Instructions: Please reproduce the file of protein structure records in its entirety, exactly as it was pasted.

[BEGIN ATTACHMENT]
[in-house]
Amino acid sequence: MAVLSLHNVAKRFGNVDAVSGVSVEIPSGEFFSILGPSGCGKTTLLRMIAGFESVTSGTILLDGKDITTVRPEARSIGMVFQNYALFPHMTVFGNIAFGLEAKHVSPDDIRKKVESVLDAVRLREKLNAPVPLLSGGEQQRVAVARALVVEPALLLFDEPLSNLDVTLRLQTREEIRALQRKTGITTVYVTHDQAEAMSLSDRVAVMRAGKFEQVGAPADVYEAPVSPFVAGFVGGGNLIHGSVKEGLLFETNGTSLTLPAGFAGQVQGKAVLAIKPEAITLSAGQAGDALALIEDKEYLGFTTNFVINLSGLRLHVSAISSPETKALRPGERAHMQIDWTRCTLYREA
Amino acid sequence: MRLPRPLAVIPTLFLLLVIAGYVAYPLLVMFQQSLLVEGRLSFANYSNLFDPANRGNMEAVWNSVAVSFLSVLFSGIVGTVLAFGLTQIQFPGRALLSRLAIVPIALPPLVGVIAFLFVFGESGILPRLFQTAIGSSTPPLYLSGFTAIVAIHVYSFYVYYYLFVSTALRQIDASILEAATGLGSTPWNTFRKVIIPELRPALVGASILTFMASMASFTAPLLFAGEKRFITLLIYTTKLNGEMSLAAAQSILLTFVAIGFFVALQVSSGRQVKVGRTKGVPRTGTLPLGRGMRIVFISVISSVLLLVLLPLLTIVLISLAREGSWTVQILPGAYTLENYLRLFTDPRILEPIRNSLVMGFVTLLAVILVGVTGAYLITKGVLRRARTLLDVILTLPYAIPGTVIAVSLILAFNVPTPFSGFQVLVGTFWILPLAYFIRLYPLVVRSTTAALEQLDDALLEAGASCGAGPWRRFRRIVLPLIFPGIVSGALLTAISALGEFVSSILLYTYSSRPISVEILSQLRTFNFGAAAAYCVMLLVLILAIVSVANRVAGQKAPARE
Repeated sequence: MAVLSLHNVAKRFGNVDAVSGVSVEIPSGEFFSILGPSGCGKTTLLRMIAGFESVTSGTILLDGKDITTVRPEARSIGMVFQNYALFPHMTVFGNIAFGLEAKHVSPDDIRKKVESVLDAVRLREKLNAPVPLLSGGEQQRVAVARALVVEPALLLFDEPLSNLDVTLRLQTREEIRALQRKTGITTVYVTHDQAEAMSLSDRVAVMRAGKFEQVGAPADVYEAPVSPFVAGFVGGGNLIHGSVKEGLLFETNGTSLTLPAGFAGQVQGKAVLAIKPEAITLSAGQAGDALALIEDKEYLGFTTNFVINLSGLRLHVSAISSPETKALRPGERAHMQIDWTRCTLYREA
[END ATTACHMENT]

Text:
[in-house]
Amino acid sequence: MAVLSLHNVAKRFGNVDAVSGVSVEIPSGEFFSILGPSGCGKTTLLRMIAGFESVTSGTILLDGKDITTVRPEARSIGMVFQNYALFPHMTVFGNIAFGLEAKHVSPDDIRKKVESVLDAVRLREKLNAPVPLLSGGEQQRVAVARALVVEPALLLFDEPLSNLDVTLRLQTREEIRALQRKTGITTVYVTHDQAEAMSLSDRVAVMRAGKFEQVGAPADVYEAPVSPFVAGFVGGGNLIHGSVKEGLLFETNGTSLTLPAGFAGQVQGKAVLAIKPEAITLSAGQAGDALALIEDKEYLGFTTNFVINLSGLRLHVSAISSPETKALRPGERAHMQIDWTRCTLYREA
Amino acid sequence: MRLPRPLAVIPTLFLLLVIAGYVAYPLLVMFQQSLLVEGRLSFANYSNLFDPANRGNMEAVWNSVAVSFLSVLFSGIVGTVLAFGLTQIQFPGRALLSRLAIVPIALPPLVGVIAFLFVFGESGILPRLFQTAIGSSTPPLYLSGFTAIVAIHVYSFYVYYYLFVSTALRQIDASILEAATGLGSTPWNTFRKVIIPELRPALVGASILTFMASMASFTAPLLFAGEKRFITLLIYTTKLNGEMSLAAAQSILLTFVAIGFFVALQVSSGRQVKVGRTKGVPRTGTLPLGRGMRIVFISVISSVLLLVLLPLLTIVLISLAREGSWTVQILPGAYTLENYLRLFTDPRILEPIRNSLVMGFVTLLAVILVGVTGAYLITKGVLRRARTLLDVILTLPYAIPGTVIAVSLILAFNVPTPFSGFQVLVGTFWILPLAYFIRLYPLVVRSTTAALEQLDDALLEAGASCGAGPWRRFRRIVLPLIFPGIVSGALLTAISALGEFVSSILLYTYSSRPISVEILSQLRTFNFGAAAAYCVMLLVLILAIVSVANRVAGQKAPARE
Repeated sequence: MAVLSLHNVAKRFGNVDAVSGVSVEIPSGEFFSILGPSGCGKTTLLRMIAGFESVTSGTILLDGKDITTVRPEARSIGMVFQNYALFPHMTVFGNIAFGLEAKHVSPDDIRKKVESVLDAVRLREKLNAPVPLLSGGEQQRVAVARALVVEPALLLFDEPLSNLDVTLRLQTREEIRALQRKTGITTVYVTHDQAEAMSLSDRVAVMRAGKFEQVGAPADVYEAPVSPFVAGFVGGGNLIHGSVKEGLLFETNGTSLTLPAGFAGQVQGKAVLAIKPEAITLSAGQAGDALALIEDKEYLGFTTNFVINLSGLRLHVSAISSPETKALRPGERAHMQIDWTRCTLYREA